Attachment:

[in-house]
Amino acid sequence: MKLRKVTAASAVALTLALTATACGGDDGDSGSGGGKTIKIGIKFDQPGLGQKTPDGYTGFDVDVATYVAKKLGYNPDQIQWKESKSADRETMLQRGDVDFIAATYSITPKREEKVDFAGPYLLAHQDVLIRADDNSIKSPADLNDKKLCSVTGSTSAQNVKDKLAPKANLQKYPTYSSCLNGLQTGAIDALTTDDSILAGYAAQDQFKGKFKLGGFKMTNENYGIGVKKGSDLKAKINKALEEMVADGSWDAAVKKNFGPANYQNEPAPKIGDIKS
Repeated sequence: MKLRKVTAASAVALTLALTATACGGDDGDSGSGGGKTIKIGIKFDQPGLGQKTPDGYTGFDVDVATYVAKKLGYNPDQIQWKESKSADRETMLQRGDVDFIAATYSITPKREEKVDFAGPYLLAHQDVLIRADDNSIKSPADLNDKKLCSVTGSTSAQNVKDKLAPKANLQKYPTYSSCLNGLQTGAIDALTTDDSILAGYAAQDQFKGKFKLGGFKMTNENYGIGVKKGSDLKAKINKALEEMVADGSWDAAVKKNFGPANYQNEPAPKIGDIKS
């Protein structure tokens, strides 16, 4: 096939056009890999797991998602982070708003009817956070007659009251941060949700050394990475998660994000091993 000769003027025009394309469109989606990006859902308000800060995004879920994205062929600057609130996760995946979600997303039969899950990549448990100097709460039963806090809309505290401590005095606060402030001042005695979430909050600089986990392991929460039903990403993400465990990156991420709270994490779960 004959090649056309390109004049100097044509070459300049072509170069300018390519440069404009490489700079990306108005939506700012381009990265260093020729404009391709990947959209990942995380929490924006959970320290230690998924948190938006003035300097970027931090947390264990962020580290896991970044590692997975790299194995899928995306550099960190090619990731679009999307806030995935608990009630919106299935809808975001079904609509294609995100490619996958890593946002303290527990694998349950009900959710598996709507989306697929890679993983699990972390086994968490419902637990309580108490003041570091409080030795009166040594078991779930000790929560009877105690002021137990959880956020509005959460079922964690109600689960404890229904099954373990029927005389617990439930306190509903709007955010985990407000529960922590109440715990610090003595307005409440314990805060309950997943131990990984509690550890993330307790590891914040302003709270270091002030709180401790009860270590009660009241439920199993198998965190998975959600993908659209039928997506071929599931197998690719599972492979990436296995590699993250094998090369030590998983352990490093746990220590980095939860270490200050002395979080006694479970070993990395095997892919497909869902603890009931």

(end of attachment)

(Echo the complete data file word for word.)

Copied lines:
[in-house]
Amino acid sequence: MKLRKVTAASAVALTLALTATACGGDDGDSGSGGGKTIKIGIKFDQPGLGQKTPDGYTGFDVDVATYVAKKLGYNPDQIQWKESKSADRETMLQRGDVDFIAATYSITPKREEKVDFAGPYLLAHQDVLIRADDNSIKSPADLNDKKLCSVTGSTSAQNVKDKLAPKANLQKYPTYSSCLNGLQTGAIDALTTDDSILAGYAAQDQFKGKFKLGGFKMTNENYGIGVKKGSDLKAKINKALEEMVADGSWDAAVKKNFGPANYQNEPAPKIGDIKS
Repeated sequence: MKLRKVTAASAVALTLALTATACGGDDGDSGSGGGKTIKIGIKFDQPGLGQKTPDGYTGFDVDVATYVAKKLGYNPDQIQWKESKSADRETMLQRGDVDFIAATYSITPKREEKVDFAGPYLLAHQDVLIRADDNSIKSPADLNDKKLCSVTGSTSAQNVKDKLAPKANLQKYPTYSSCLNGLQTGAIDALTTDDSILAGYAAQDQFKGKFKLGGFKMTNENYGIGVKKGSDLKAKINKALEEMVADGSWDAAVKKNFGPANYQNEPAPKIGDIKS
């Protein structure tokens, strides 16, 4: 096939056009890999797991998602982070708003009817956070007659009251941060949700050394990475998660994000091993 000769003027025009394309469109989606990006859902308000800060995004879920994205062929600057609130996760995946979600997303039969899950990549448990100097709460039963806090809309505290401590005095606060402030001042005695979430909050600089986990392991929460039903990403993400465990990156991420709270994490779960 004959090649056309390109004049100097044509070459300049072509170069300018390519440069404009490489700079990306108005939506700012381009990265260093020729404009391709990947959209990942995380929490924006959970320290230690998924948190938006003035300097970027931090947390264990962020580290896991970044590692997975790299194995899928995306550099960190090619990731679009999307806030995935608990009630919106299935809808975001079904609509294609995100490619996958890593946002303290527990694998349950009900959710598996709507989306697929890679993983699990972390086994968490419902637990309580108490003041570091409080030795009166040594078991779930000790929560009877105690002021137990959880956020509005959460079922964690109600689960404890229904099954373990029927005389617990439930306190509903709007955010985990407000529960922590109440715990610090003595307005409440314990805060309950997943131990990984509690550890993330307790590891914040302003709270270091002030709180401790009860270590009660009241439920199993198998965190998975959600993908659209039928997506071929599931197998690719599972492979990436296995590699993250094998090369030590998983352990490093746990220590980095939860270490200050002395979080006694479970070993990395095997892919497909869902603890009931």